Seeking recovery for a maritime injury can be tricky because there are different laws for different types of maritime workers. How your claim should be handled and the number of damages you are entitled to will largely depend on which law applies to your specific situation and classification. 

Seaman looking out to sea

For instance, if you are a “seaman,” which is a legal term of art, you may get to recover under the Jones Act, which is a federal statute that allows you to pursue certain damages, such as maintenance (a daily rate representing your basic living expenses) and cure (medical treatment until you reach the point of maximum medical improvement), lost wages, lost future earning capacity, future medical care, pain and suffering, and in some cases, punitive damages.

Before recovering under the Jones Act, however, we must determine whether you qualify as a seaman.

Preliminary qualifications that must be met before classifying an injured worker as a seaman: 

  • Were you a crew member of a vessel at the time of your injury?
  • Did you spend at least 30% of your time aboard the vessel or a fleet of vessels?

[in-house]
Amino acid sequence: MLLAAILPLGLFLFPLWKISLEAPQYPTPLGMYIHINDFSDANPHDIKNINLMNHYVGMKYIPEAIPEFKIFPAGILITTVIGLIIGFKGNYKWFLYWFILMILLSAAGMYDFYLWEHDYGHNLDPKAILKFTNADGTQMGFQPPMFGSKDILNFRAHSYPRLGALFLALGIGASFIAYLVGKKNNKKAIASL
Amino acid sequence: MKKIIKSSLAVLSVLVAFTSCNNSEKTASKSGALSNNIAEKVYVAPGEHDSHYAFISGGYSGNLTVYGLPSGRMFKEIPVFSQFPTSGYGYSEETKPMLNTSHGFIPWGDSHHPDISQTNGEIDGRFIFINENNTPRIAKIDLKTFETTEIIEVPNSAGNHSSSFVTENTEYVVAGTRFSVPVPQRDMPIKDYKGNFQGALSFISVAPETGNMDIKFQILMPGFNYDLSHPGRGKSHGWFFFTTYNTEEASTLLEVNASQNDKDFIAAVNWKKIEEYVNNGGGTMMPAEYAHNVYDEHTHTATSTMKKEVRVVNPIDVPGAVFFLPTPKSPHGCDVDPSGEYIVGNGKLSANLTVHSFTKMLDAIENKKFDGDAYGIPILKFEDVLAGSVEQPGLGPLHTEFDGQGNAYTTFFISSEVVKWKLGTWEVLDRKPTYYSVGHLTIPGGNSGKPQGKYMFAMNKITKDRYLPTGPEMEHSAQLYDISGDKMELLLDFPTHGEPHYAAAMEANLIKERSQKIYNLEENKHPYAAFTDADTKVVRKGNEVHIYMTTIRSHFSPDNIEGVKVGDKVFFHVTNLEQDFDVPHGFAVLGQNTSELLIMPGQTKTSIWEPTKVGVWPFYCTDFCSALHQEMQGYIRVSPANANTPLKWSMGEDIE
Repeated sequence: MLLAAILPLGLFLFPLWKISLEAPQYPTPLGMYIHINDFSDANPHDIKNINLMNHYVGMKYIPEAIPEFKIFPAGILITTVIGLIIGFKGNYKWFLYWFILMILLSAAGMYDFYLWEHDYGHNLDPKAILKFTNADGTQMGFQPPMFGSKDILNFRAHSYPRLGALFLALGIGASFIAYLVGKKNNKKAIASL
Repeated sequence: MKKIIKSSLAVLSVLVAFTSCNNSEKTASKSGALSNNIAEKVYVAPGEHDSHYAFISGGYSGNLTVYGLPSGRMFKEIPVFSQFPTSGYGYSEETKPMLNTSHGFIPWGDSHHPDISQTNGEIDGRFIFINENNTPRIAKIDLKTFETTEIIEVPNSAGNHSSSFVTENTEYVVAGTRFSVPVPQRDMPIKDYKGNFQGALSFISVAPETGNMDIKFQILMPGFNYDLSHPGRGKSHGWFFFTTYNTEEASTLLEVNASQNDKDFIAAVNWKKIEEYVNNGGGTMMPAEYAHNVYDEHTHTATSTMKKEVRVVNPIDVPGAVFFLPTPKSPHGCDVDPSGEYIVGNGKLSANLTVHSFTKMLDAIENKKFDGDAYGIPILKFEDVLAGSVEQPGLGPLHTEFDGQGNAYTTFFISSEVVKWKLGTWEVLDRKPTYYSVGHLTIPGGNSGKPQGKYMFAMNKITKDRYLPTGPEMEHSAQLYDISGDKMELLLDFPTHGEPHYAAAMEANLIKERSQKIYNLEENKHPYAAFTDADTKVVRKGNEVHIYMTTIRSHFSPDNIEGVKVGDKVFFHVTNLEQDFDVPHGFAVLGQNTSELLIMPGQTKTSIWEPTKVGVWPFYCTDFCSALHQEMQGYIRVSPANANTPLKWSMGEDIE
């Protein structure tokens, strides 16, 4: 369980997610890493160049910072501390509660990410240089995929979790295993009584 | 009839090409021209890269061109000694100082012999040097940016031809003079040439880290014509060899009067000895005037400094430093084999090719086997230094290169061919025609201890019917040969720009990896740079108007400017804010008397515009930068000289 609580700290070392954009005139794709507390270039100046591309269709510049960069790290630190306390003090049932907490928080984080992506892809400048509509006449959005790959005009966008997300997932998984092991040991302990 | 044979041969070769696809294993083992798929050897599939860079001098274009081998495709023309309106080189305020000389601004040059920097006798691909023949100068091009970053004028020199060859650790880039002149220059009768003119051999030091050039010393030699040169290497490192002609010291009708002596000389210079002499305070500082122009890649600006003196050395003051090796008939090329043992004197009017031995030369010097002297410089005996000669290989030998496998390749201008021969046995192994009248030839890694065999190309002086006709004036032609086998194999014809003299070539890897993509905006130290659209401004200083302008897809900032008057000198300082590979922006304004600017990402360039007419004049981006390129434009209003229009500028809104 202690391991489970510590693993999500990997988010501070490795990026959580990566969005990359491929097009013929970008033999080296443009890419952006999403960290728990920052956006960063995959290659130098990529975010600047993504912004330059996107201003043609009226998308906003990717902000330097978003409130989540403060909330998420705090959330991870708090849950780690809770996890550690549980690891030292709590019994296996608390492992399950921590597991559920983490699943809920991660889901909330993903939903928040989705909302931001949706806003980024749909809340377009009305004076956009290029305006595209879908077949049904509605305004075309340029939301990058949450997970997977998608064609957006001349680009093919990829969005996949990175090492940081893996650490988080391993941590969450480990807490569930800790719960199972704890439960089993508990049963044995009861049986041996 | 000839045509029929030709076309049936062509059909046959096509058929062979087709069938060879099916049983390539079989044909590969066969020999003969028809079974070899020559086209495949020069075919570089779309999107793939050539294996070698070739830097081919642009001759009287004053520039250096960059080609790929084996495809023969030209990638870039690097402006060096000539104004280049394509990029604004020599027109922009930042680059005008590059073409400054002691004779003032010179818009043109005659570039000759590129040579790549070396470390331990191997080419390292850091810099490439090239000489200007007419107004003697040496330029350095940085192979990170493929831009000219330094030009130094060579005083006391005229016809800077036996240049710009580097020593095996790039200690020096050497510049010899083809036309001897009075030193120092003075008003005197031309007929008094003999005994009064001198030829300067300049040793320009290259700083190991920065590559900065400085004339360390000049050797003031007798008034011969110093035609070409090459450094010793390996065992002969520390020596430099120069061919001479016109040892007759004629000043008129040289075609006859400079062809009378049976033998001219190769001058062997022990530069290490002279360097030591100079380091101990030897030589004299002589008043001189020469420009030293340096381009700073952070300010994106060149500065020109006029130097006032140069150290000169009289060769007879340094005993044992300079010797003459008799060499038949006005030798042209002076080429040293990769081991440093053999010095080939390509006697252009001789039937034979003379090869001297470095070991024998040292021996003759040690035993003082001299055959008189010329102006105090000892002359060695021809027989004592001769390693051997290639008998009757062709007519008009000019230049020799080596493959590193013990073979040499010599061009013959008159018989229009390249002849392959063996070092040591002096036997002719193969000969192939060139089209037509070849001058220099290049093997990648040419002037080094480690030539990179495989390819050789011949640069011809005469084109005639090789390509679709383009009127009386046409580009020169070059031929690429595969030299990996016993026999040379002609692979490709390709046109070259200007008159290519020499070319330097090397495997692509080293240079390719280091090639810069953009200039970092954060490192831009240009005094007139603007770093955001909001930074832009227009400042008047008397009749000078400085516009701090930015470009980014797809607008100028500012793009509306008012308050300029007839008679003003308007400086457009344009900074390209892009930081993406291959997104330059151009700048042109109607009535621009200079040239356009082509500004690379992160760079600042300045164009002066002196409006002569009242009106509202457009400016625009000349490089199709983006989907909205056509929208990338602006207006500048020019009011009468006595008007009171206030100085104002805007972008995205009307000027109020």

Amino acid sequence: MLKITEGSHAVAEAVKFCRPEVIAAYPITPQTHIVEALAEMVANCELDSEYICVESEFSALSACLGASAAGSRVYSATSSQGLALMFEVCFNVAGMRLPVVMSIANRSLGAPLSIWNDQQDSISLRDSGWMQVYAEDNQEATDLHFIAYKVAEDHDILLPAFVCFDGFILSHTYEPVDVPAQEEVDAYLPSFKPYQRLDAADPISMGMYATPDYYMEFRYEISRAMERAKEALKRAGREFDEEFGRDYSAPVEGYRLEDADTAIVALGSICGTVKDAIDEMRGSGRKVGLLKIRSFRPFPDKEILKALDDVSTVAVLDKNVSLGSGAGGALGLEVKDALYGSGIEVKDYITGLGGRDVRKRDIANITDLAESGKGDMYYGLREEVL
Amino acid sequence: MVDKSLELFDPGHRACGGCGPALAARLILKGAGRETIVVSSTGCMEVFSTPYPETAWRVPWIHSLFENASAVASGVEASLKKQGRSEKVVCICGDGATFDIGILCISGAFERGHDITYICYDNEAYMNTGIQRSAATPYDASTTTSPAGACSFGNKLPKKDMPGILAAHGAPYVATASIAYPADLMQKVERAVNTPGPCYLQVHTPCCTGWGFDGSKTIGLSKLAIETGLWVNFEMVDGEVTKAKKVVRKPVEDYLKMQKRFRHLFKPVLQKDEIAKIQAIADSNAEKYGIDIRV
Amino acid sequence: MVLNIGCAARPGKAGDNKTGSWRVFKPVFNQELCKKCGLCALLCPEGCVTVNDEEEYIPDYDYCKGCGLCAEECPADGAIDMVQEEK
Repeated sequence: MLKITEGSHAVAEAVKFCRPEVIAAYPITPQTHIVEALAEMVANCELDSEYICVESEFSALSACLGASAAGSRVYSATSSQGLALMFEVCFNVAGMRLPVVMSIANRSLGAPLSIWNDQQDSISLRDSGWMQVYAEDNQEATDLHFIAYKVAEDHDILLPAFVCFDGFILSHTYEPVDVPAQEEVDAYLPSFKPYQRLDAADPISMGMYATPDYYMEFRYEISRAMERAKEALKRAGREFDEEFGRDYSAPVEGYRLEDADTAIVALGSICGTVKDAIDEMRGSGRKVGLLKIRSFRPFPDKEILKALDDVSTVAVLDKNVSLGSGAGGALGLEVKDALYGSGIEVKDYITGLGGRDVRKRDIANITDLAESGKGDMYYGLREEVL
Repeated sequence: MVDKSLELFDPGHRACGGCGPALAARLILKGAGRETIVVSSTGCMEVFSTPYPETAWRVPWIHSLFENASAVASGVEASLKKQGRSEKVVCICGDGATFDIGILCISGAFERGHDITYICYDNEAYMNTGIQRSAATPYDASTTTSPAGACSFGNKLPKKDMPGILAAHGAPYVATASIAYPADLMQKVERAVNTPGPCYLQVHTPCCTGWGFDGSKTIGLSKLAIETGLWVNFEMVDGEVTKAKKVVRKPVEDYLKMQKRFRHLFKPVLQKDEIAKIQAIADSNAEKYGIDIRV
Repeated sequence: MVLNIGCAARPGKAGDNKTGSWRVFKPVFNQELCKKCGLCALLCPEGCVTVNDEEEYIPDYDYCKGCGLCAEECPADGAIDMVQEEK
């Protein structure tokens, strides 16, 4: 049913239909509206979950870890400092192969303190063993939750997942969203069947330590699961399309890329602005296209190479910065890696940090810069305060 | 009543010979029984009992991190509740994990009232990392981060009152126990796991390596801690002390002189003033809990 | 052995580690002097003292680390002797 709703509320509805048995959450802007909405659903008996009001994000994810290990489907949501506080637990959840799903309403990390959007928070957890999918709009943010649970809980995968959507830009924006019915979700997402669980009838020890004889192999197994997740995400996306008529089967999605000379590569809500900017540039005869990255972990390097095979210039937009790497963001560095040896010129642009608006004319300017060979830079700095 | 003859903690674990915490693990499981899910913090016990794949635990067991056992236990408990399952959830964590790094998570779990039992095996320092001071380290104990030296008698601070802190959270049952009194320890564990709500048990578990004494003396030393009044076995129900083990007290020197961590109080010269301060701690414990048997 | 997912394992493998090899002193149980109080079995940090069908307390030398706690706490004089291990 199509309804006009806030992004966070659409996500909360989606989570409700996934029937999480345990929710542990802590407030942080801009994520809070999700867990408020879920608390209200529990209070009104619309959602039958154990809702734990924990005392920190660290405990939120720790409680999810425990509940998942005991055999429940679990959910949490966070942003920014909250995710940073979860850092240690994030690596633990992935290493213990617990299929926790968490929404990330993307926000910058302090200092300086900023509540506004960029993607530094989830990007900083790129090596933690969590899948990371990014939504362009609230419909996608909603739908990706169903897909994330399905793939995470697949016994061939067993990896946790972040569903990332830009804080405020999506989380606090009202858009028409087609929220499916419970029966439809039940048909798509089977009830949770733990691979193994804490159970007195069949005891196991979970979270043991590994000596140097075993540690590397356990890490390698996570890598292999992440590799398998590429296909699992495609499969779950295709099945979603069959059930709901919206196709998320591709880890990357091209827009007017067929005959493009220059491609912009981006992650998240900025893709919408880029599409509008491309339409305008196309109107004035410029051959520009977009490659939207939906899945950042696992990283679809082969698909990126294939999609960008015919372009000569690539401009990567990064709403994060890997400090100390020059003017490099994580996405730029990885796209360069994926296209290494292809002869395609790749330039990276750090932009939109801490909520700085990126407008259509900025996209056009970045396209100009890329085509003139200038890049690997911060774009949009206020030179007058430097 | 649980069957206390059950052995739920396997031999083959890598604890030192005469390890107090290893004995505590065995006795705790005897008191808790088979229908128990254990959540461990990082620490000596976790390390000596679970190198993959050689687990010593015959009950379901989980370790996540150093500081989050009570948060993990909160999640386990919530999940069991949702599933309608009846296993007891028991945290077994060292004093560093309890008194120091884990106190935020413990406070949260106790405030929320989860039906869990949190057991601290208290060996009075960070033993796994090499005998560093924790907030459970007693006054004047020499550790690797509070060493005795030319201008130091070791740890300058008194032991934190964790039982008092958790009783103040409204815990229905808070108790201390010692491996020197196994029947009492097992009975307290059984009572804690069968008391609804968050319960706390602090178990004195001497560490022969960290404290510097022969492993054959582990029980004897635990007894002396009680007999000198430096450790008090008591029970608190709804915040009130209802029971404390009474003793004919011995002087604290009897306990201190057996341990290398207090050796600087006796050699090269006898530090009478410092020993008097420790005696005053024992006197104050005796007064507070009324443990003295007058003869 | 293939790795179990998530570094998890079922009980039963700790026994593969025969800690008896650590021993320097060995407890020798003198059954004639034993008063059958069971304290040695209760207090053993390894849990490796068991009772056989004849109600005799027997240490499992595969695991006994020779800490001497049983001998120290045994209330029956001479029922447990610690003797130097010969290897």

• Did your work contribute to the function of the vessel or the accomplishment of its mission?

Recently, the Courts also explored whether the injured worker owed allegiance to the vessel, rather than to a stateside employer, whether the work was sea-based, and whether the worker’s assignment to the vessel was for a limited task. If you can answer “yes” to these questions, you may qualify as a “seaman.” More often than not, maritime workers who work on ships, offshore rigs, barges, tugs, riverboats, and/or ferries, will likely be considered a seaman. But not always, which is why it's important to consult with a knowledgeable maritime attorney about your potential case. We can help you navigate the complexities associated with your classification as a maritime worker, and determine if you qualify as a “seaman” for purposes of pursuing a claim under the Jones Act.